Austin schools fail to meet standards

Published 9:11 am Wednesday, August 11, 2010

For the third year in a row, the Austin Public School District has failed to meet state standards and, as a result, federal No Child Left Behind standards as well.

According to Minnesota Department of Education data released Tuesday night, students across the district did not hit all of the state’s benchmarks, which require school districts to have a given percentage of students pass standardized MCA-II tests based on grade level and subject.

These results were reported to the federal government, which takes the state numbers into account when determining funding through the NCLB program.

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Despite the Austin school district not meeting the standards, it did improve from last year by having one area school, Southgate Elementary, succeed at achieving Adequate Yearly Progress, which measures whether schools improved enough based on federal goals that call for all American students to hit state standards by 2014. Last year, no area school made AYP.

Statewide, 1,060 schools made AYP this year, a six school decrease from 2009, and 1,048 did not make AYP, with 183 schools having insufficient data.

Minnesota Department of Education Commissioner Alice Seagren said in a press release that the state was encouraged that even though the percentage of students required to meet proficiency is increasing each year, the number of schools failing to meet AYP has not increased — in other words, schools are keeping up.

However, in Austin, that has not been the case, as seven out of the eight schools in the district failed to meet AYP benchmarks. Because of that, those local failing schools also receiving Title One federal funding —Neveln Elementary, Southgate Elementary and Sumner Elementary— will have 30 percent of those funds withheld in 2011, as all of the schools have missed the mark for at least two years. The withheld money must be made available to help facilitate parents if they wish to switch schools.

In addition, Sumner Elementary is entering the third year of failing to meet standards, so it will be required to also make the withheld funds available for hiring tutors for struggling students. If any Austin school would fail to make AYP for four or more years in a row, that school would be subject to corrective action or restructuring.

The school district must also notify parents about the result as well as write and implement an improvement plan.

School officials react

Austin school officials gave several reasons for Austin not making AYP.

According to John Alberts, director of educational services, AYP is not a sufficient indicator of school progress since it does not take into account school improvement. He argues that it only indicates whether a school meets “artificial” standards determined by the state and that it does not adequately follow the progress of a group of students from year to year.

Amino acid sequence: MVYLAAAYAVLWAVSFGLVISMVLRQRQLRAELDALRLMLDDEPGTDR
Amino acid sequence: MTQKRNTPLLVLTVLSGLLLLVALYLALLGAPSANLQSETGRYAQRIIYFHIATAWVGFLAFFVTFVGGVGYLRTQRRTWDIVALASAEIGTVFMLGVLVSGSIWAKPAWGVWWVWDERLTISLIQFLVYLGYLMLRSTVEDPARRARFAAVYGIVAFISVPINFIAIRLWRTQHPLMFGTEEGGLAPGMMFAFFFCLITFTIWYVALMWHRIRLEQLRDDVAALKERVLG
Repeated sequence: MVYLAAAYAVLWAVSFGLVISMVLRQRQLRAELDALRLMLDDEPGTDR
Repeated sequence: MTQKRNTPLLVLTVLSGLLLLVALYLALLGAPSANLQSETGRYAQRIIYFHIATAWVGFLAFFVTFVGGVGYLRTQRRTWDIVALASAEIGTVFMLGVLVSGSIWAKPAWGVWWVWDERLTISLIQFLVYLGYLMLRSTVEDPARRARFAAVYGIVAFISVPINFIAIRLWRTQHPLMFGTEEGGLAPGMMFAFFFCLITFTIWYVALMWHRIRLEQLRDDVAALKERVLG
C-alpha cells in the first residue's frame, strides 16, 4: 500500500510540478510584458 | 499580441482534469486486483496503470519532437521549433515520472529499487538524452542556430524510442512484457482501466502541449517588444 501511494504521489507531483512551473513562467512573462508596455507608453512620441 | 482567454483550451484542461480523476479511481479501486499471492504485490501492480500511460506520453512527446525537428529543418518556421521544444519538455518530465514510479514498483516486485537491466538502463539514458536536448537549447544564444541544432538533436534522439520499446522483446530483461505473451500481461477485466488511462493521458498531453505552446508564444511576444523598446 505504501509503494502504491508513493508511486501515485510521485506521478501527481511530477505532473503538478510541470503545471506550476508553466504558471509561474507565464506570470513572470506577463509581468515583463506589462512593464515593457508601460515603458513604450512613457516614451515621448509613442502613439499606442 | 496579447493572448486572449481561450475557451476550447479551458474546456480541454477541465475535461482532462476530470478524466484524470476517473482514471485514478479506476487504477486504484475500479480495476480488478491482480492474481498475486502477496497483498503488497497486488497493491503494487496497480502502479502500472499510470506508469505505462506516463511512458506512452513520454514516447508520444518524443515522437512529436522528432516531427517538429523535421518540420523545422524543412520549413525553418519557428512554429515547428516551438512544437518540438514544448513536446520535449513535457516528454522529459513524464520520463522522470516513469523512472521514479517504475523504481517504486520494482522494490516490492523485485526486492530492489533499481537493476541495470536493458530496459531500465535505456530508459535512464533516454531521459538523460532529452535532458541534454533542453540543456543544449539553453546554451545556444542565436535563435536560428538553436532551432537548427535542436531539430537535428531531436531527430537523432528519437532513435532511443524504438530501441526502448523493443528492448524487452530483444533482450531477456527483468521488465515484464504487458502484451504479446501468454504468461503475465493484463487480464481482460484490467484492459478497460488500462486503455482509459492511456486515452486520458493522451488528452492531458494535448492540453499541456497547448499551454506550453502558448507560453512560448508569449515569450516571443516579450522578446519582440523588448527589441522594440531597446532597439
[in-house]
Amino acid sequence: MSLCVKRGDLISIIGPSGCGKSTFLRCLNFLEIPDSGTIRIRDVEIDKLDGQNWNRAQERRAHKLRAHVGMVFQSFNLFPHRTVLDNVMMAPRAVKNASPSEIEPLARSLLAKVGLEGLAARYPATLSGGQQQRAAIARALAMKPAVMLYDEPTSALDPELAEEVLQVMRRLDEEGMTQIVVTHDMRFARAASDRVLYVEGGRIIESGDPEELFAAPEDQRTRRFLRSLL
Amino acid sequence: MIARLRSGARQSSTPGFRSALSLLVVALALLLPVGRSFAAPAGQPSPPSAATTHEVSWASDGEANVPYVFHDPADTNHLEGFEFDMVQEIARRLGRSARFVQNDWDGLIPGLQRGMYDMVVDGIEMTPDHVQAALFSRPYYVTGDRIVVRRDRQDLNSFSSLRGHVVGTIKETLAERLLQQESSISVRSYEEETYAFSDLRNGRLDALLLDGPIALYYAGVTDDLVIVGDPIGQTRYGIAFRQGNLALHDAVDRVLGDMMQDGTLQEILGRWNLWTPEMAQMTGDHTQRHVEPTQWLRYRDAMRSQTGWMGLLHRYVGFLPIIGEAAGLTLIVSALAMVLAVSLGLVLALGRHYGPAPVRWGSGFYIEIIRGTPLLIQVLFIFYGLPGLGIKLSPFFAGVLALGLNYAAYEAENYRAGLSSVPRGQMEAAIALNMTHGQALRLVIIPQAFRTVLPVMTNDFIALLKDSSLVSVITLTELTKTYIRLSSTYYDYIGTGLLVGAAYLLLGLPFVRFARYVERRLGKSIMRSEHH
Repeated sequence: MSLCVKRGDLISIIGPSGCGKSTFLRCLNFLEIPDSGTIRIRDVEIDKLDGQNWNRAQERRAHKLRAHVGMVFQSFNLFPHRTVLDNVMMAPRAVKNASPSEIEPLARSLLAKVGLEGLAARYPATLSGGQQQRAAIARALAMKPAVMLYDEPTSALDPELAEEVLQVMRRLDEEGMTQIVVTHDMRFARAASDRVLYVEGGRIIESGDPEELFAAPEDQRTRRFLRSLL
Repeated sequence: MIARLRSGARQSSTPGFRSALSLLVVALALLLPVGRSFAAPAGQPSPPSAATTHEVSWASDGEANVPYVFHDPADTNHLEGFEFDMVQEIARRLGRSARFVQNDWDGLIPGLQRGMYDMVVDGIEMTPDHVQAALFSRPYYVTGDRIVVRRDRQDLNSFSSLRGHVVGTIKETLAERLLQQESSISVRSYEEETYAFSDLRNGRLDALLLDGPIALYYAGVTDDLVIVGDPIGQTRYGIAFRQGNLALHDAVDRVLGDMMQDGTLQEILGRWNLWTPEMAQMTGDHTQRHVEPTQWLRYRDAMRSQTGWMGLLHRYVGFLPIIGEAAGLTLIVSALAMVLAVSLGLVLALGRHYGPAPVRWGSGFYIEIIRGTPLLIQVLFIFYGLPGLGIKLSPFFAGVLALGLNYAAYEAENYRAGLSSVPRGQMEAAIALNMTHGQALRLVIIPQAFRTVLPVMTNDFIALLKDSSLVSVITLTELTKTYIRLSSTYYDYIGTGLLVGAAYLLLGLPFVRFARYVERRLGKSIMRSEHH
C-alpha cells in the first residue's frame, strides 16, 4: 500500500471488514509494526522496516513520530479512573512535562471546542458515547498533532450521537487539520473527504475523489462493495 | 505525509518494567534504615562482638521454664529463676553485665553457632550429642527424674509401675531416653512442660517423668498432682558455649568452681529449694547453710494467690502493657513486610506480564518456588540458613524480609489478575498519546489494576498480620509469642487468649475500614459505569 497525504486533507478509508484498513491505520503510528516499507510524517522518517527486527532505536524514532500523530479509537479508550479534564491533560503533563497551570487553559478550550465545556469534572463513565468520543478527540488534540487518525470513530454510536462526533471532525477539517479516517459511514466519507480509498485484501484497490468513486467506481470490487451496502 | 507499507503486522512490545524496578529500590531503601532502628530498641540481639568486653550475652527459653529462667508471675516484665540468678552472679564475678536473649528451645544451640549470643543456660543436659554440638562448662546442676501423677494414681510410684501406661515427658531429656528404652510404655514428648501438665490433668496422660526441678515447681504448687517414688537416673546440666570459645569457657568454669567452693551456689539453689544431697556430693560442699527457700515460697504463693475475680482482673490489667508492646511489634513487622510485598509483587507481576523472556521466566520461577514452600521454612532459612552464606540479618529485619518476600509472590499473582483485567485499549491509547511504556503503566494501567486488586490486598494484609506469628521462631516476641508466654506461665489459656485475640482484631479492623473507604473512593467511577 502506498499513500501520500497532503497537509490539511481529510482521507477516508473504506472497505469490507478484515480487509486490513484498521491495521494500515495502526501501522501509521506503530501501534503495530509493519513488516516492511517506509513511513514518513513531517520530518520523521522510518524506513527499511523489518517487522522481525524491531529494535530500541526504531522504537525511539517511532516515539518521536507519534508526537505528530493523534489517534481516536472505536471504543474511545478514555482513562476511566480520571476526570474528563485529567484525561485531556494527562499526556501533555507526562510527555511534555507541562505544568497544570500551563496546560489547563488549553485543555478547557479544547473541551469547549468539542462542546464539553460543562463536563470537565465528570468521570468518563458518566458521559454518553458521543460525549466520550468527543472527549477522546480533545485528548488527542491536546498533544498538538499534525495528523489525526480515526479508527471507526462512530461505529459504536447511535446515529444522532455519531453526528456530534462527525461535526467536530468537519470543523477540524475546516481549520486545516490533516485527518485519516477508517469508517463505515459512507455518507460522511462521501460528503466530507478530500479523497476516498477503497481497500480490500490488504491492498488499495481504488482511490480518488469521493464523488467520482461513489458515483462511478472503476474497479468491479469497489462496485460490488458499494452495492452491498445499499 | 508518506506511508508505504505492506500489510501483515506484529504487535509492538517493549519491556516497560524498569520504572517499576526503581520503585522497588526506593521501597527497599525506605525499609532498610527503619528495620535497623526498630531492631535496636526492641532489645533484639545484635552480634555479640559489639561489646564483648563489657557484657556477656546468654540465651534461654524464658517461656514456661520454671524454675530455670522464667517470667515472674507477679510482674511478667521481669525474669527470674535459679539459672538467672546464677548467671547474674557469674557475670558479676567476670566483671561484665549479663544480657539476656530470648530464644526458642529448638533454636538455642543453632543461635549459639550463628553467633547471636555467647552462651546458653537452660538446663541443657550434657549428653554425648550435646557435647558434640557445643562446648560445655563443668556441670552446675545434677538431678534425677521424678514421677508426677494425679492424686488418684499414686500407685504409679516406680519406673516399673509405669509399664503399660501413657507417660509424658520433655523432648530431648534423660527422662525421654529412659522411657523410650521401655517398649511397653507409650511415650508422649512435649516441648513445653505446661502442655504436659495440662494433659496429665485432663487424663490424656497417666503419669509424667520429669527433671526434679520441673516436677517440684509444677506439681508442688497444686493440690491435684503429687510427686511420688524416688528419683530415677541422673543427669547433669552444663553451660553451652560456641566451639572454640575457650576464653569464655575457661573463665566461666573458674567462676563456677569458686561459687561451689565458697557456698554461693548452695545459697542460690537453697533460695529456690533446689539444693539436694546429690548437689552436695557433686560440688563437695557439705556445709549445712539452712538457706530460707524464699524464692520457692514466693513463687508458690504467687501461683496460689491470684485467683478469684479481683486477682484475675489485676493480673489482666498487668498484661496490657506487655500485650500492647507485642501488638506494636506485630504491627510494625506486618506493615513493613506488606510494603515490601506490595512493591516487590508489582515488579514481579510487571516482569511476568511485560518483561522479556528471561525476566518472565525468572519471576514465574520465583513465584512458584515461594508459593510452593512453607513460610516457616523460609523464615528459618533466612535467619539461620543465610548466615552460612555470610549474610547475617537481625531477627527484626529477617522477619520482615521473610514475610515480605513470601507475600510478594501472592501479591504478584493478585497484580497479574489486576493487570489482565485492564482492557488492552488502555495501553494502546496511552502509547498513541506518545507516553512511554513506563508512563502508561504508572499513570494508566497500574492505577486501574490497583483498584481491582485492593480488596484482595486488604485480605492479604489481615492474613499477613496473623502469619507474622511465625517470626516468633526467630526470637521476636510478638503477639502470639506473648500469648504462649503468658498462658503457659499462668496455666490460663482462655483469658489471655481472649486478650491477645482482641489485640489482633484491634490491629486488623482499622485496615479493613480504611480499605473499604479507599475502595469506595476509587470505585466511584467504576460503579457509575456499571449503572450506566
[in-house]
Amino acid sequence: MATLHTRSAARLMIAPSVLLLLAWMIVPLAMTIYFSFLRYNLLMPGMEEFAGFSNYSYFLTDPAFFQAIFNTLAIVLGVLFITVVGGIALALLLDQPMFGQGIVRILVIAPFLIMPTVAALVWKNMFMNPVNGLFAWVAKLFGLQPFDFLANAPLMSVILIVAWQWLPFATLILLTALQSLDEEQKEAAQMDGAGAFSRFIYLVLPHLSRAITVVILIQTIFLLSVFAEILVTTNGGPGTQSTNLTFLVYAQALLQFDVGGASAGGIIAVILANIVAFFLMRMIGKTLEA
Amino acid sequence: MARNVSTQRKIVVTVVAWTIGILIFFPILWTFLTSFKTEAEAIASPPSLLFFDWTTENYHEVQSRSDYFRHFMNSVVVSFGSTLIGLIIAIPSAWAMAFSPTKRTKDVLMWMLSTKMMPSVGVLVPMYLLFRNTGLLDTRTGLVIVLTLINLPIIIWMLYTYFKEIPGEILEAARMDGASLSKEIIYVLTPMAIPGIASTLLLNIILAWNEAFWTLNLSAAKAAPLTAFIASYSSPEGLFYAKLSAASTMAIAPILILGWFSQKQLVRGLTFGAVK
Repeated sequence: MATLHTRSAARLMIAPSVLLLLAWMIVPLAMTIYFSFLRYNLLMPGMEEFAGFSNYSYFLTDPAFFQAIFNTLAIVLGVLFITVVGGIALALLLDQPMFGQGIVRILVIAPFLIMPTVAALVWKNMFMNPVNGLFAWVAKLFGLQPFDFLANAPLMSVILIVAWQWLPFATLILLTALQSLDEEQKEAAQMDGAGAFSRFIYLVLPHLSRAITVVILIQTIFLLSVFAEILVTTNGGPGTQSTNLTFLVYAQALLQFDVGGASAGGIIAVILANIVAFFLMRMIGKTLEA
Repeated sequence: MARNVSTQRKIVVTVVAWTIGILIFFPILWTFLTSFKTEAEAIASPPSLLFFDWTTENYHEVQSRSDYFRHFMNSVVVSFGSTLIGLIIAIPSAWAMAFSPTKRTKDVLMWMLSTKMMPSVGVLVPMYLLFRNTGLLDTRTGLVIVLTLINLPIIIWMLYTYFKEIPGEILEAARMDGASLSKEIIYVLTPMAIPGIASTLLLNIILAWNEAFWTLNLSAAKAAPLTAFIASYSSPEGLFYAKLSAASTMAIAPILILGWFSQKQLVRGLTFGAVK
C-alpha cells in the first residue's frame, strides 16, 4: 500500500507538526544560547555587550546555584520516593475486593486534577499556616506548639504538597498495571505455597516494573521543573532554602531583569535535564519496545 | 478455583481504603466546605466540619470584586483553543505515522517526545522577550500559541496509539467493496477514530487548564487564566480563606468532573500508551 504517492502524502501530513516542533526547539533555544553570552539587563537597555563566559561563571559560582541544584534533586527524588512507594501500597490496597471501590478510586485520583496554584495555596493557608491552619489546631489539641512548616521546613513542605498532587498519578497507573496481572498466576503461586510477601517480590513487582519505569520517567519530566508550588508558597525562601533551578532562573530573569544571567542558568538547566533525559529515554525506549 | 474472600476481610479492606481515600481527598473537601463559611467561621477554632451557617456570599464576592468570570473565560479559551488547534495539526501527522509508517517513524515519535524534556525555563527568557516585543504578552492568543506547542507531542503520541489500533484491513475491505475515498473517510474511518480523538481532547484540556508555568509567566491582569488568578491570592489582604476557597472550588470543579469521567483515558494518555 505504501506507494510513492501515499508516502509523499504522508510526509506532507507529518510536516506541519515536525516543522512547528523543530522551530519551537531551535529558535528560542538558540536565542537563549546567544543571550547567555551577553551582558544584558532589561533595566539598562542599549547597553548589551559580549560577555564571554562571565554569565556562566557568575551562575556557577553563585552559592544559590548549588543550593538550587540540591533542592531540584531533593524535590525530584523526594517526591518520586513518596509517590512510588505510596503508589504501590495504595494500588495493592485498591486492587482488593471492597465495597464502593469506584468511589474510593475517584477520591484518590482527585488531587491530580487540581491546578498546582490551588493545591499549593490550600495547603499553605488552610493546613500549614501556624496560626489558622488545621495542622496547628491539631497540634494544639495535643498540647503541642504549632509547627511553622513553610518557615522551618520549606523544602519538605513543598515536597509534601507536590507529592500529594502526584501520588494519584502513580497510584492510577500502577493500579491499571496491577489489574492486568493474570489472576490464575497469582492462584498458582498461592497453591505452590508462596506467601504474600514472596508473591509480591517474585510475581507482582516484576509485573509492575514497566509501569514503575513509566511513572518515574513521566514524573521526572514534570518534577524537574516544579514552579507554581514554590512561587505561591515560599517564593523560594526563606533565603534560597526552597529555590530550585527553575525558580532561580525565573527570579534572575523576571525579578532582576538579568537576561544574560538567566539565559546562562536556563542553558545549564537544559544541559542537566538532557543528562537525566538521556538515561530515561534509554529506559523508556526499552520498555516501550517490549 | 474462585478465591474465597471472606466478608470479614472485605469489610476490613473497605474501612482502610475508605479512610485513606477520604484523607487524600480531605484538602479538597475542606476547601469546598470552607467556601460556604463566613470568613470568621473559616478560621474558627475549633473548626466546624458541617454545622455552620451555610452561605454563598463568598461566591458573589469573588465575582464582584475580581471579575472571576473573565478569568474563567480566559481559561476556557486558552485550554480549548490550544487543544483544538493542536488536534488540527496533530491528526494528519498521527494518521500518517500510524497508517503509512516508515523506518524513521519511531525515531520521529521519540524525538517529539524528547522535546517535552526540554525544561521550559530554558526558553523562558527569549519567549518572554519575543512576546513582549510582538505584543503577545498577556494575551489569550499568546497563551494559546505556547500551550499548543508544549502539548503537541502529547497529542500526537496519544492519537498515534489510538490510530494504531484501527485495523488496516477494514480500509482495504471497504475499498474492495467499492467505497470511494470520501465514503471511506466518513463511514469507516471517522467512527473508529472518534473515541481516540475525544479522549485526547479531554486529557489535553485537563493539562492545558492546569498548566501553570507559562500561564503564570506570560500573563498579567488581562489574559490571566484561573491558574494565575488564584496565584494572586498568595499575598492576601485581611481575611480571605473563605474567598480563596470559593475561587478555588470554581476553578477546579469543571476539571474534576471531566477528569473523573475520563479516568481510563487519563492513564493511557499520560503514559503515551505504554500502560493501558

Austin Superintendent David Krenz also takes issue with the process.

“MCAs are one-shot test scores and they compare one grade, one year, against one grade in another year. It’s a not a realistic view,” Krenz said. “This would be like the Twins playing the White Sox last year and they beat them six games out of seven. Then the Red Sox and the Yankees playing and the Red Sox beating the Yankees. You try to say who is doing better.”

School officials also cited the challenge of the school in dealing with a changing population. Because the test highlights scores in eight subgroups, which includes Limited English Proficiency students, this has become an issue for the Austin school district. The district gained 100 more LEP students this year alone. Minority student population has increased 151 percent over the last 10 years.

“I’m not saying LEP are the only reason why, because they’re not. However, this is one reason why it would be more conducive to for us to be compared to other like schools instead of the state. I liken it to how I’m not proficient in Spanish and if you asked me to take the MCA in Spanish, I would have trouble with it,” said Alberts.

He also said this explains why Austin was able to improve slightly in math this year, because it was a language neutral subject.

Requirements for making AYP

The Minnesota AYP looks at four areas: Participation, proficiency, attendance and graduation.

Schools must test 95 percent of all students in reading and math.

The school must also report the participation and scores of nine groups: all students, white, black, Hispanic, Asian/Pacific Islander, special education, American Indian, Limited English Proficient and free and reduced lunch. There must be at least 40 students in a category for its scores to be considered. If any of the groups fail to have 95 percent participation, the school will not make AYP. If a school or school district fails to meet goals in any of the groups, the school is deemed as not making AYP.

Minnesota has set goals for each grade in math and reading that will lead to 100 percent of schools meeting standards by 2014. Students pass the standards if MCA-II test scores indicate they have met or exceeded standards. Students whose scores indicate they have not met or partially met standards do not pass.

If a school does not meet standards, but shows 10 percent improvement of students who previously did not pass exams, it will be considered to have met its AYP goals.

Schools must also have adequate graduation rates or adequate attendance rates to meet its goals.